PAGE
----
Music is the only truly universal language (besides English, obviously) and can be translated by anyone with the ability to hear, or even feel vibrations. Prior to watching a stunning performance by a professional musician who was in fact completely deaf I would have assumed music could not be experienced by those who can not hear.
This musician, Evelyn Glennie, for anyone who wants to check her out, experiences music through vibration which is why I will never again fart around a deaf person. Come to think of it I just realized that deaf people usually have the ability to smell so apparently I was not fooling anyone anyway.
Listening to a lot of the popular music today might lead one to assume that the majority of people in the music industry are deaf. If I listed off and poked fun at individual musicians or bands that I strongly dislike it might come off as arrogant and it would probably drive my readers Gaga, so I will spare everyone. Instead I will discuss a music genre that I have had a recent adventure with and have even come to enjoy after many years of disdain.
In this computer age it is obvious that humans have become reliant on technology. According to a recent poll by Time magazine, 84% of people polled believed they could not go an entire day without their cell phones. I do not know how to feel about the fact that I often go the better part of a week before noticing that I left my phone at my brother’s house or on the toilet paper dispenser in the hospital’s bathroom.
Instead of the pride I should feel for being different, I feel increasing fear for what the future will bring for me. I already am unable to navigate my wife’s I-phone, and recently gave back my Droid for the first cell phone I ever owned. When I told a co-worker that my phone could not take pictures, she asked how I could live without that capability of taking pictures with my phone. I asked her if she remembered “the camera.”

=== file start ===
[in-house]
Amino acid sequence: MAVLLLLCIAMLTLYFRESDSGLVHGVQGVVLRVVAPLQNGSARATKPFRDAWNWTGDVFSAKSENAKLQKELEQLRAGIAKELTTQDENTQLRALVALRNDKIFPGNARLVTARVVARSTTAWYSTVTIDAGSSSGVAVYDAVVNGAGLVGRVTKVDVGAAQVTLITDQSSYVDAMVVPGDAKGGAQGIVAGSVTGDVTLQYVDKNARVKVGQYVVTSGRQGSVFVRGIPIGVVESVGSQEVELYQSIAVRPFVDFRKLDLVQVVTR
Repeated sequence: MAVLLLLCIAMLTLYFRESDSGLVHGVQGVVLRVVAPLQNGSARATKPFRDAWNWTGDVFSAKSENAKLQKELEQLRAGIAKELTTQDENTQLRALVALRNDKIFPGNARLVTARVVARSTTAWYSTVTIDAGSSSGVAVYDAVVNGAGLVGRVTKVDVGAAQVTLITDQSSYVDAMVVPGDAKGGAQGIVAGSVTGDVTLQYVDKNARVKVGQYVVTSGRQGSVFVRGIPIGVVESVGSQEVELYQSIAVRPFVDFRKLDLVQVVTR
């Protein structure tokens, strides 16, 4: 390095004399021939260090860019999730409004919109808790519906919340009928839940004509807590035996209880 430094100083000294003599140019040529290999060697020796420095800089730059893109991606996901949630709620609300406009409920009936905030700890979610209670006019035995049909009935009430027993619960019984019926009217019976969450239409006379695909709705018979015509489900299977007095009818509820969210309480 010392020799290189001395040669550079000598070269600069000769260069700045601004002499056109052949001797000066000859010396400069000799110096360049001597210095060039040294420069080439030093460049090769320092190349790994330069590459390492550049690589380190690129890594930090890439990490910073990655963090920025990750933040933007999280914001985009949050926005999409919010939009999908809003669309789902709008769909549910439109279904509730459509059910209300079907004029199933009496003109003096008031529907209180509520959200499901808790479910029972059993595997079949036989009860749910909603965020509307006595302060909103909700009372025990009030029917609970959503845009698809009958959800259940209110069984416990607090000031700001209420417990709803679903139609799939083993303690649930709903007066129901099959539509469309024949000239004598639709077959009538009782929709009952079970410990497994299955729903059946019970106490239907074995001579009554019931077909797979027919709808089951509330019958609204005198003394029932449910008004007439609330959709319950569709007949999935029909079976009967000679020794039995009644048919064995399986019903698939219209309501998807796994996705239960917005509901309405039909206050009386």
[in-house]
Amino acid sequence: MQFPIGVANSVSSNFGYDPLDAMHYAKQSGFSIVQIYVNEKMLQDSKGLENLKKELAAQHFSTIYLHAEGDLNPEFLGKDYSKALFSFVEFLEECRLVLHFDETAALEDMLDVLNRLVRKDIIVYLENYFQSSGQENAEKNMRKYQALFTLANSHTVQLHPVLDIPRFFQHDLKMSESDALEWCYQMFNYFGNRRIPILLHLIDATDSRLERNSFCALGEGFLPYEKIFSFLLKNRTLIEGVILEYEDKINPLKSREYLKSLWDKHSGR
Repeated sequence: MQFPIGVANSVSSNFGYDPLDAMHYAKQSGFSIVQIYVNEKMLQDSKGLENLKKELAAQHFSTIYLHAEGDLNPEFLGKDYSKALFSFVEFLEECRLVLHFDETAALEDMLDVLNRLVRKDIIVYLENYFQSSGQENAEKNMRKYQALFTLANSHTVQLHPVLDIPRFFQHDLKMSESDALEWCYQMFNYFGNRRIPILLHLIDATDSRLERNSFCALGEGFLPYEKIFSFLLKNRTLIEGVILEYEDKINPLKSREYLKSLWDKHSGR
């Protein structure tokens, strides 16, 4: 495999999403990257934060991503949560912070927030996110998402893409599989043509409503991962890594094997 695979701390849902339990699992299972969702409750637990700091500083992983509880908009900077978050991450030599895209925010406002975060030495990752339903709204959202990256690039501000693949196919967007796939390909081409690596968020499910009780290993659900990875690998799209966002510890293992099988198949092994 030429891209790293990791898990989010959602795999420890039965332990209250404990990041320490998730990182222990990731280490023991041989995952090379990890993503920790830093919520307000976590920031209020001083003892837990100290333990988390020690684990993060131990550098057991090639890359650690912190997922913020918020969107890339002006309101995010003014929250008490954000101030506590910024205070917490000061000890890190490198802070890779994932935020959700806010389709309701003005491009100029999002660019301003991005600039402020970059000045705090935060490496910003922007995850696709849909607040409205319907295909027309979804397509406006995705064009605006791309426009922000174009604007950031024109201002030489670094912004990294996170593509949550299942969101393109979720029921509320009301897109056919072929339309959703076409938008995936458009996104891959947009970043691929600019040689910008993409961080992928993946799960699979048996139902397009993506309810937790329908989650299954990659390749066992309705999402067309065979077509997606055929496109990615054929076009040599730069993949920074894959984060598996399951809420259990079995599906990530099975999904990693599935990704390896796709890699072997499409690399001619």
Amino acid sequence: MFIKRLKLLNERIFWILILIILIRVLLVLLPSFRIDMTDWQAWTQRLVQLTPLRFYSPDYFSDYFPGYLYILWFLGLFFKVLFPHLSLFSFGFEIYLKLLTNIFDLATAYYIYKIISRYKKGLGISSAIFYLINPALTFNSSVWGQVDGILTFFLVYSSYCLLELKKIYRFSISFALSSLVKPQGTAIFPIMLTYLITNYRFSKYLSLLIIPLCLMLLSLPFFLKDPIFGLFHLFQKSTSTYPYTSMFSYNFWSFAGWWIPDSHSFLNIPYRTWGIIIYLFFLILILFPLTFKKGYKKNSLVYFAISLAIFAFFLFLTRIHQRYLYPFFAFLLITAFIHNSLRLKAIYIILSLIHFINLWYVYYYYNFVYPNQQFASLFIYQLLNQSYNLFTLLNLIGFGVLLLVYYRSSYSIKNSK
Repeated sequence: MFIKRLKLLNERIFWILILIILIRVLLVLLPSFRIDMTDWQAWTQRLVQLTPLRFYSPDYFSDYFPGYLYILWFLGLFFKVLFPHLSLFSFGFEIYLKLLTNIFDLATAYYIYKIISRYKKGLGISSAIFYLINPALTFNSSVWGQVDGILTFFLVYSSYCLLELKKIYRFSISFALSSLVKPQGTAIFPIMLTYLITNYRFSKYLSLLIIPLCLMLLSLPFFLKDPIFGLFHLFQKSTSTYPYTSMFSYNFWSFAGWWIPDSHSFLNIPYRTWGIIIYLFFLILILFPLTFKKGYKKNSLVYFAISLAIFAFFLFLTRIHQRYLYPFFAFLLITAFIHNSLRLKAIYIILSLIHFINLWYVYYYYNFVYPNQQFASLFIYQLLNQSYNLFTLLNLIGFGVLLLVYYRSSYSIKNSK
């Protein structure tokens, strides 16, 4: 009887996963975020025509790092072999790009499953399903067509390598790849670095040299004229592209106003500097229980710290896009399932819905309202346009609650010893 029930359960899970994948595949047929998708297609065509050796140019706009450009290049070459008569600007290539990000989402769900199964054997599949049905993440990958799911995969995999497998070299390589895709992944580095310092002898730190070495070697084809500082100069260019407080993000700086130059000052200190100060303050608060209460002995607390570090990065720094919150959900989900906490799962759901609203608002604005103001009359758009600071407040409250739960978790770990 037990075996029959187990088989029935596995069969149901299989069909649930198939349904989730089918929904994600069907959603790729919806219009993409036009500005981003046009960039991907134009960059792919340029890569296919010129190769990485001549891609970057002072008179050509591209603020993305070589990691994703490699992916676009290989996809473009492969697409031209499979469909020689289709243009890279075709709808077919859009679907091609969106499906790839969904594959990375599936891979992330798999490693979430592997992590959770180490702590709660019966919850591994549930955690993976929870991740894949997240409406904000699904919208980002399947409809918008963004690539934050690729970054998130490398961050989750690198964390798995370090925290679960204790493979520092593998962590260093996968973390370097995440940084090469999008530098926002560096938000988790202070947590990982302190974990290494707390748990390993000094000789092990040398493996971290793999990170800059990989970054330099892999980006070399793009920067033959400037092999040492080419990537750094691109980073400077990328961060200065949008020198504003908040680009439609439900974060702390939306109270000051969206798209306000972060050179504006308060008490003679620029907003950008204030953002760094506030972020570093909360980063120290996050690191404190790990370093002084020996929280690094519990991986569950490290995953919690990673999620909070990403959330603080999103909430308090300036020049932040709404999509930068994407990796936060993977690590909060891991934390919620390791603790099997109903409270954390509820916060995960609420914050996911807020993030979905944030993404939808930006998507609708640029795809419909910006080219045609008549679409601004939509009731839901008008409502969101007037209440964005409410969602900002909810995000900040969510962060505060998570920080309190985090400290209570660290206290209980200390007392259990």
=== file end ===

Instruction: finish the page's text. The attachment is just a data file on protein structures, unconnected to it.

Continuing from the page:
As she listed the capabilities her phone had that mine did not she became frustrated with my responses. She asked how I would find my way around without GPS. I told her “a map.” She said she loved playing “Words with Friends” and I told her I loved playing Scrabble. She said she liked how she could play it anywhere. I told her I had a Scrabble board in my car and asked if she wanted to play and she said no.
Needless to say there are technologies that I rely on. For example I would not survive longer than a day without air conditioning. If Apple made a phone that made air conditioning I would go wait in line at Wal-Mart with all the other people in various colored tank-tops to get one, even though they would proceed to come out with better air conditioning phones in subsequent months.
I also fear that music will be so mechanized and over-marketed that there will be no one left making music for free, just because they can make a sound that blows people away. Do not get me wrong, I would take ten million dollars to share my music with a world willing to pay for it. However I would still want to take pride in my music, and I would want it to sound the same in my living room as it does on stage and on the radio.
That being said, I have a feeling that if I were around when the electric guitar came out, I probably would have been the old man warning people that playing it was a sure-fire way to Hell, along with alcohol and tennis shoes.
I recently brought technology into my musical existence by building a recording studio. I felt it would be a Good Idea to have my first ever recording from the new Good Idea John G, LLC studio be more up to date with today’s music technology capabilities.
Actually, I just started picking up different instruments and messing around while recording them until I ended up with a version of Gotye’s song “Somebody That I Used to Know” that sounds like Akon and T-Pain produced it.
I chose this song because my nephew believed that I wrote and performed the song and therefore included it in my beard shaving video (50 Shades of Grey(Hair).) I had to teach him the important lesson about ripping off other people’s hard work to make my videos better.
I am pleased to announce that this song is also the singing debut of my wife, who I am now calling ‘Lil J, in her first vocal performance that I am now putting all over the internet against her will. (Feel free to leave comments complimenting her performance; I need to build her confidence because I need her to sing all the female vocal parts to the Grease soundtrack I’m planning to record next.)
(For anyone that enjoyed the hip-hop version of this song, it can be downloaded completely free on my sidebar!)